It’s a win-win for college football and the NFL. Schools will likely get back more juniors, and the NFL will have less work to do when it comes to evaluating underclassmen. Pro teams will also be getting a higher quantify of league-ready players, as they’ll have less underclassmen to develop.

 

Where do NFL draft picks come from?

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Each year following the NFL draft college conferences boast about how many players from their leagues were selected to be professionals.

This year the SEC lead the way with 49, while the ACC was a close second with 42 draftees.

But the true champion of this year’s NFL draft was the state of Florida. 44 players who played high school football in Florida were drafted, including eight in the first round. Of those eight players drafted in the first round, only two went to in-state colleges (Blake Bortles at UCF and Kelvin Benjamin at FSU).

The next closest state was California with 35 players taken. Texas had 23, Georgia had 17, Ohio 11 and Louisiana and Virginia each had 10 draftees.

Here is a full round by round breakdown.

Alabama 3 1 0 0 2 1 0 7
Alaska 0 0 0 0 0 0 0 0
Arizona 1 1 0 1 1 1 0 5
Arkansas 0 0 0 0 0 0 1 1
California 4 6 2 7 4 6 6 35
Colorado 0 0 0 0 0 0 0 0
Connecticut 0 0 0 2 0 0 0 2
D.C. 0 1 0 0 0 0 0 1
Delaware 0 0 0 0 0 0 0 0
Florida 8 4 8 6 8 4 6 44
Georgia 4 1 1 0 3 4 4 17
Hawaii 0 0 0 0 0 0 0 0
Idaho 0 0 0 0 0 1 0 1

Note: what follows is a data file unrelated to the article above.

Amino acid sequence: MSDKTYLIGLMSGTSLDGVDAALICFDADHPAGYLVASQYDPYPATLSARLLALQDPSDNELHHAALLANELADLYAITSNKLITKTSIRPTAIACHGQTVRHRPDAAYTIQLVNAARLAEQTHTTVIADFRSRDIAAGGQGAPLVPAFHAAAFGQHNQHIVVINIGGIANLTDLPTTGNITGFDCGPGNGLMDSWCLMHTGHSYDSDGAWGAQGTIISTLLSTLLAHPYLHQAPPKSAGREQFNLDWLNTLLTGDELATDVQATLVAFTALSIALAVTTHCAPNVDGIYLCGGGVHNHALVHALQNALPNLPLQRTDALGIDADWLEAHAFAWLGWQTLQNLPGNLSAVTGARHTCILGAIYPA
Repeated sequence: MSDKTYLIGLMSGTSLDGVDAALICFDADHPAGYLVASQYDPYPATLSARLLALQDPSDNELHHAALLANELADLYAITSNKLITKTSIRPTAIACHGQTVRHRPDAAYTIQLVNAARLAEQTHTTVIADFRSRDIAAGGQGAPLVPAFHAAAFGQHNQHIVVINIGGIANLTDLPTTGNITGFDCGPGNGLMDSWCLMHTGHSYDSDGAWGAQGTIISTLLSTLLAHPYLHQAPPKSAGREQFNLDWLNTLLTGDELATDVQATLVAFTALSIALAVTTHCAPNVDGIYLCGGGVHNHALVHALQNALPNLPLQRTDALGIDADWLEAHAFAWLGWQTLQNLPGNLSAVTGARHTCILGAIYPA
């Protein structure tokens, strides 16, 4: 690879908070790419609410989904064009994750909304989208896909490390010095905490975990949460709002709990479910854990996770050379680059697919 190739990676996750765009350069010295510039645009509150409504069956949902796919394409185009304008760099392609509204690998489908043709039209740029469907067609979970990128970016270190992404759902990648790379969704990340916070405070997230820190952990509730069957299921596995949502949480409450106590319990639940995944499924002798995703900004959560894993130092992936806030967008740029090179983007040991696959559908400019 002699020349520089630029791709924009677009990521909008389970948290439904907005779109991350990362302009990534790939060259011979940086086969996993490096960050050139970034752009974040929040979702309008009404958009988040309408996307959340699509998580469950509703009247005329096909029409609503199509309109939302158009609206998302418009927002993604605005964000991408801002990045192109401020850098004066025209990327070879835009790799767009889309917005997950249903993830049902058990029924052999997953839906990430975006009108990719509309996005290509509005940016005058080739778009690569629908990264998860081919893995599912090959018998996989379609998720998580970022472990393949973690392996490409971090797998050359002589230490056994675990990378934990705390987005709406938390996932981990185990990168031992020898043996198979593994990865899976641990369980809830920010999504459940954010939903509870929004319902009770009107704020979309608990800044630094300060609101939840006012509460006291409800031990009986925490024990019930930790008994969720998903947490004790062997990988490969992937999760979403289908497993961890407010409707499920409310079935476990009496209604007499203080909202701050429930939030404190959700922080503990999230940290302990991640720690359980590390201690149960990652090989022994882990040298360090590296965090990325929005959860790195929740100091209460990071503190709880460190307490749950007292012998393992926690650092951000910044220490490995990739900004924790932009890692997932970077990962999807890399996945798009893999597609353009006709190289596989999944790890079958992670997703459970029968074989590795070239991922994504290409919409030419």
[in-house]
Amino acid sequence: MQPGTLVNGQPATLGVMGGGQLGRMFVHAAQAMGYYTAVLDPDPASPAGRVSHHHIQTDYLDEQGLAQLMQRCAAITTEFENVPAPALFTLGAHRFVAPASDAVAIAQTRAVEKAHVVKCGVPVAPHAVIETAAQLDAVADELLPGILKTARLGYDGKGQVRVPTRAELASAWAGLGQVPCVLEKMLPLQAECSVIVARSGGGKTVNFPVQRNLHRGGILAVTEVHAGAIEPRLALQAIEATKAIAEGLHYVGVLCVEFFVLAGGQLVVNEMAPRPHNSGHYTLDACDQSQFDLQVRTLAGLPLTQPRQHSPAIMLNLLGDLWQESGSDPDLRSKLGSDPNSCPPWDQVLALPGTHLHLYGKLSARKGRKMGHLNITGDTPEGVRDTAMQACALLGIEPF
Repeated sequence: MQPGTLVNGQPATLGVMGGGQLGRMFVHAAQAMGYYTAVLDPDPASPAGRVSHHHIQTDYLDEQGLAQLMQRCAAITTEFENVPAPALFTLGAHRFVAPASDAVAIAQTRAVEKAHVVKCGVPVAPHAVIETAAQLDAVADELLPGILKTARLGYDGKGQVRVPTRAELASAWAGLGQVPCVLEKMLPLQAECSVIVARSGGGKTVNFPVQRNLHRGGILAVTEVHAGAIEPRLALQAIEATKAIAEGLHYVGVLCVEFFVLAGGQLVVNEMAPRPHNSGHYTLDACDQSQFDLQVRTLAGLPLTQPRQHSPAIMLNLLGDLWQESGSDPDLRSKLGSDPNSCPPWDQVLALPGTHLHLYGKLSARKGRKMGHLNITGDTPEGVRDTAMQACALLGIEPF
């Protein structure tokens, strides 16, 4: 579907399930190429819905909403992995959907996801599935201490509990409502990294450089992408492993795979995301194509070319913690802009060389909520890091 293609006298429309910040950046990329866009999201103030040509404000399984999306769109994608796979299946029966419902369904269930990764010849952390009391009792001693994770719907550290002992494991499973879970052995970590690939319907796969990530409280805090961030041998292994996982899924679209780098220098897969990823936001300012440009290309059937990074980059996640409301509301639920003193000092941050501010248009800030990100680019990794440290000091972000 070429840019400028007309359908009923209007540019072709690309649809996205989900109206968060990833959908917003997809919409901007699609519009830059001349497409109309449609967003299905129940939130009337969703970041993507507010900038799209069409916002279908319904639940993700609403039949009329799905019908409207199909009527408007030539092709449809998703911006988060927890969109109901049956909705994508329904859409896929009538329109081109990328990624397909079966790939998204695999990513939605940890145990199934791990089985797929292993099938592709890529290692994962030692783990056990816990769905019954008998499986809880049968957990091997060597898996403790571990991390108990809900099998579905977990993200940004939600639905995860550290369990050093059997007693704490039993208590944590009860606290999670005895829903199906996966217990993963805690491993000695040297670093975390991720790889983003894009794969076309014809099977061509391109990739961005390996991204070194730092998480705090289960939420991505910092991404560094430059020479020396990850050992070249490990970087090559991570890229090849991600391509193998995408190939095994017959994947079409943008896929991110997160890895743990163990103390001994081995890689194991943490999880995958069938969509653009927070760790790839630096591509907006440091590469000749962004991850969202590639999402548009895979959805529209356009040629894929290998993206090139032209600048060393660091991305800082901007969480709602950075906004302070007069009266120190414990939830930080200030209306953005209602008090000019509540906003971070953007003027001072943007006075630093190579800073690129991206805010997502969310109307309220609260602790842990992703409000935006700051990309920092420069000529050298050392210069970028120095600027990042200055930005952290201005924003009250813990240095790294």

Illinois 0 1 3 1 0 2 0 7
Indiana 1 0 0 0 0 0 0 1
Iowa 0 0 0 0 0 0 1 1
Kansas 0 0 0 0 0 0 0 0
Kentucky 0 0 0 0 0 0 0 0
Louisiana 2 2 1 1 1 1 2 10
Maine 0 0 0 0 0 0 0 0
Maryland 1 1 1 1 0 1 2 7
Massachusetts 0 0 1 0 1 0 2 4
Michigan 0 1 0 0 0 0 1 2
Minnesota 0 1 1 0 0 0 2 4
Mississippi 0 0 2 1 0 0 0 3
Missouri 0 2 1 2 0 2 1 8
Montana 0 0 0 0 1 0 0 1
Nebraska 0 0 1 0 0 0 0 1
Nevada 0 1 0 0 0 0 0 1
New Hampshire 0 0 0 0 0 0 0 0
New Jersey 0 0 0 1 1 2 0 4
New Mexico 0 0 0 0 0 0 0 0
New York 1 0 1 1 2 0 2 7
North Carolina 1 0 1 2 1 2 0 7
North Dakota 0 0 0 0 0 0 0 0
Ohio 0 2 2 1 2 1 3 11
Oklahoma 0 0 0 1 0 0 0 1
Oregon 0 0 0 0 1 1 0 2
Pennsylvania 1 0 1 2 1 0 1 6
Rhode Island 0 0 0 0 0 0 0 0
South Carolina 1 1 1 4 0 1 0 8
South Dakota 0 0 0 0 0 0 0 0
Tennessee 0 0 0 0 4 0 1 5
Texas 4 2 5 2 1 5 4 23
Utah 0 1 0 0 0 0 0 1
Vermont 0 0 0 0 0 0 0 0
Virginia 0 1 2 3 1 3 0 10
Washington 0 2 1 0 0 0 0 3
West Virginia 0 0 0 0 0 0 0 0
Wisconsin 0 0 0 0 1 0 2 3
Wyoming 0 0 0 0 0 0 0 0
Canada 0 0 0 1 0 1 0 2

Emory study ranks NFL fan bases

Cowboys_Stadium_screen

According to a study by Emory Sports Marketing Professors, the Dallas Cowboys have the best fan base in the NFL.

The gist of how they ranked the fan bases is stated in the post as: